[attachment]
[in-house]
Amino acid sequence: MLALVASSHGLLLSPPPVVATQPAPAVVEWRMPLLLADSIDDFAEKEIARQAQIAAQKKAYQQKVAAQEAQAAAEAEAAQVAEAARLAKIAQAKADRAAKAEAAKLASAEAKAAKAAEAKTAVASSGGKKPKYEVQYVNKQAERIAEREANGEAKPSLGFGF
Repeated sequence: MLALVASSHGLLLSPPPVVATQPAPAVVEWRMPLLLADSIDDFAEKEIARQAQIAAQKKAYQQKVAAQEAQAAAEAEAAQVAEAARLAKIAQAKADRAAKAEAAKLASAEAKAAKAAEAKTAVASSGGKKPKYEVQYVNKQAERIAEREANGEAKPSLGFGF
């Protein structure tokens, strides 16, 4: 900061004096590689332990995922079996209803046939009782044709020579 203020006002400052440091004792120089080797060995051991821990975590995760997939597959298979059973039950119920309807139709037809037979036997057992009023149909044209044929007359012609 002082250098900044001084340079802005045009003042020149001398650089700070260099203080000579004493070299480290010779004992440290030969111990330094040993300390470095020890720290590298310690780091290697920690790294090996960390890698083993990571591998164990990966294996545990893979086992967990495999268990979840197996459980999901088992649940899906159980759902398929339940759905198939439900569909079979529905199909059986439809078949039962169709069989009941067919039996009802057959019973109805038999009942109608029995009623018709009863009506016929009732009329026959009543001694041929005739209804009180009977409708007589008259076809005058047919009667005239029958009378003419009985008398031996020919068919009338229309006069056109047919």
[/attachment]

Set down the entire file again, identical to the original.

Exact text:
[in-house]
Amino acid sequence: MLALVASSHGLLLSPPPVVATQPAPAVVEWRMPLLLADSIDDFAEKEIARQAQIAAQKKAYQQKVAAQEAQAAAEAEAAQVAEAARLAKIAQAKADRAAKAEAAKLASAEAKAAKAAEAKTAVASSGGKKPKYEVQYVNKQAERIAEREANGEAKPSLGFGF
Repeated sequence: MLALVASSHGLLLSPPPVVATQPAPAVVEWRMPLLLADSIDDFAEKEIARQAQIAAQKKAYQQKVAAQEAQAAAEAEAAQVAEAARLAKIAQAKADRAAKAEAAKLASAEAKAAKAAEAKTAVASSGGKKPKYEVQYVNKQAERIAEREANGEAKPSLGFGF
């Protein structure tokens, strides 16, 4: 900061004096590689332990995922079996209803046939009782044709020579 203020006002400052440091004792120089080797060995051991821990975590995760997939597959298979059973039950119920309807139709037809037979036997057992009023149909044209044929007359012609 002082250098900044001084340079802005045009003042020149001398650089700070260099203080000579004493070299480290010779004992440290030969111990330094040993300390470095020890720290590298310690780091290697920690790294090996960390890698083993990571591998164990990966294996545990893979086992967990495999268990979840197996459980999901088992649940899906159980759902398929339940759905198939439900569909079979529905199909059986439809078949039962169709069989009941067919039996009802057959019973109805038999009942109608029995009623018709009863009506016929009732009329026959009543001694041929005739209804009180009977409708007589008259076809005058047919009667005239029958009378003419009985008398031996020919068919009338229309006069056109047919």